Widely regarded as one of the UK’s premier cycling cities, York has been gearing up for the once-in-a-lifetime visit of the world’s most celebrated two-wheeled spectacle.
As the host for the start of stage two of the Tour de France Grand Depart from Yorkshire, the city is pulling out all the stops to give the world’s greatest riders the best send off possible on Sunday July 6.
Yellow fever has already taken over the historic city, with the La Fete du Tour weekend of May 31 and June 1 being fully embraced through yellow bunting going up in Parliament Street, St Sampson’s Square and Coney Street in the city centre.
Visitors were offered the chance to pose as Sir Bradley Wiggins, watch members of Ridings Light Theatre perform on a cycle-powered rotating stage and enjoy French and Yorkshire treats at special picnics and parties during the long-standing French traditional weekend which involves communities along the route celebrating Le Tour’s upcoming arrival.
Businesses have been backing Le Tour to be a success from the off, with the High Mill Pickering holiday lets being given a makeover to match the colours of Tour jerseys and more than 90 firms and 1,800 signing up to take part in the 2014 York Cycle Challenge to encourage more people to cycle to work.
Meanwhile York Brewery has launched its own celebratory ‘Velo-City’ ale flavoured with French hops. York-based singer-songwriter Alistair Griffin helped launch the beer, having recently penned and recorded the official Grand Depart anthem ‘The Road’.
Head brewer Nick Webster said: “This exceptional event called for a bespoke beer to mark the occasion. The brewers got their heads together and I know we have created something very special indeed.”
Griffin, who has also composed songs underpinning sporting events such as Andy Murray’s Wimbledon triumph, is also on the star-studded line-up for the Grand Departy Concert on Friday July 4.
He will join the likes of X Factor favourites Union J and Rough Copy along with tenor Russell Watson at a 10,000-capacity concert at York’s Huntington Stadium.
Elsewhere a special French-themed La Grande Soirée des Officiers Français reception and dinner at the Yorkshire Air Museum at RAF Elvington has been lined up to celebrate French Air Force officers’ contribution to York during the Second World War.
Profits from the £80-per-ticket event, which will celebrate the upcoming Tour and commemorate 70 years since 2,300 French airmen arrived at the base on July 2, will be donated to the Grand Depart’s official charity partner Marie Curie Cancer Care.
Yorkshire Festival arts highlights are also still to come in the city including the Tour de Brass finale by the Black Dyke Band at York Barbican on June 22, which follows a series of open-air brass concerts across the county, and the première of the Bike Story theatre production exploring everyday stories of the bicycle from June 20.
Figures released by the Office of National Statistics in 2011 showed York as being among the UK’s best cycling cities, with the proportion of workers commuting to work by bicycle standing at over 11 per cent - the fifth highest figure in the country.
York’s standing as a cycling hub for the north has helped to secure City of York Council the lead role in securing a two-wheeled legacy from the Grand Depart.
Cycle Yorkshire, which is being driven by the city’s authority, has the support of businesses, organisations and all of the county’s 21 local authorities in securing its aim of giving everyone in Yorkshire access to a bicycle by 2023.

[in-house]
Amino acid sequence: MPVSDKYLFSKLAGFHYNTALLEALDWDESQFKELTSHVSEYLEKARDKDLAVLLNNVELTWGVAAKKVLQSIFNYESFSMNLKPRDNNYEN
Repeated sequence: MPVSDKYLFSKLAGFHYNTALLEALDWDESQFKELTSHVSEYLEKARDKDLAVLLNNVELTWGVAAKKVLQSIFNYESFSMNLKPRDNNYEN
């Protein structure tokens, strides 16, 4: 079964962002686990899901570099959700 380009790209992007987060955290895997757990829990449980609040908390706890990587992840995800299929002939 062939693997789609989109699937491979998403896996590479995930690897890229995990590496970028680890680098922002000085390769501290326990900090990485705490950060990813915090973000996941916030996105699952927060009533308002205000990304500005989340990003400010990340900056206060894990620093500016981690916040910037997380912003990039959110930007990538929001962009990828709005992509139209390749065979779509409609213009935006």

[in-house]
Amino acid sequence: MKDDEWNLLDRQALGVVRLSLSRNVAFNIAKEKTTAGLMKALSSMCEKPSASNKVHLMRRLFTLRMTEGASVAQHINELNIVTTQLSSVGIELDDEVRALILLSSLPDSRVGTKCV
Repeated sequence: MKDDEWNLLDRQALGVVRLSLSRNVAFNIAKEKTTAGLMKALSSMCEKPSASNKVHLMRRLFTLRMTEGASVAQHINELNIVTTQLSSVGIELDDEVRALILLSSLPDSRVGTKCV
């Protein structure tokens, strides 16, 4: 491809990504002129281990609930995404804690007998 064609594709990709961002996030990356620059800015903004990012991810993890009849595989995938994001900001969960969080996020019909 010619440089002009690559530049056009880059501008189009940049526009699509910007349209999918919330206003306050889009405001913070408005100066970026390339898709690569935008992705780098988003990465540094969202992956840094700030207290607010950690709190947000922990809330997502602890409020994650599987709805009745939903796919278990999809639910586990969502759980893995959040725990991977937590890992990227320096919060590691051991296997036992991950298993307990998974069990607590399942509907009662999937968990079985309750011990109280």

The University of York is one of five regional institutions to agree to waive up to £45,000 in fees to back student research, most likely PhDs, examining the lasting impact of Le Tour in terms of health and economy.
Graham Titchener, regional director of Cycle Yorkshire, said: “Cycle Yorkshire exists to seize the momentum created by the world’s biggest annual sporting event coming to our region and working with Yorkshire Universities across a range of subjects will create opportunities for this and future generations.”
No fewer than four major official spectator hubs will cater to tens of thousands of expectant cycling fans and intrigued locals when Le Tour rolls into town next month.
York Racecourse, Huntington Stadium, York Designer Outlet and Rowntree Park will all host large screens featuring the day’s sporting action and family friendly activities until the early evening.
The city’s appetite for Le Tour has been evident from the start, after all 20,000 free tickets for the York Racecourse July 3 to 7 festival send-off were snapped up within four and a half hours in January.
The 6,000-capacity Huntington Stadium hub will host a cycle stunt show, exciting cycle activities, catering and more, while 3,000 fans can enjoy vintage stalls and a street theatre at York Designer Outlet and a family-friendly hub at Rowntree Park will offer stalls, food, alcohol-free drinks and an afternoon family film on July 6.
Coun Sonja Crisp, City of York Council’s cabinet member for leisure, culture and tourism, said: “Besides being based at the hubs, people can line the route to the race and the full procession, they can head to York’s city centre for all the fun events and activities we’re laying on, or why not throw your own street Grand Departy to celebrate the day?”
The world’s top cyclists will ride from York Racecourse and then head up via Clifford’s Tower, wind through the city’s historic streets and past the spectacular Minster on July 6. The stage two race will leave York along Bootham, crossing Clifton Bridge and out on Boroughbridge Road to join the A59 through Green Hammerton and on towards Harrogate.
RACE TIMINGS STAGE ONE SUNDAY JULY 6
Cyclists will ride from York Racecourse at 11:00
The Tour de France publicity caravan will pass by two hours before the riders in each area.
York - 11:20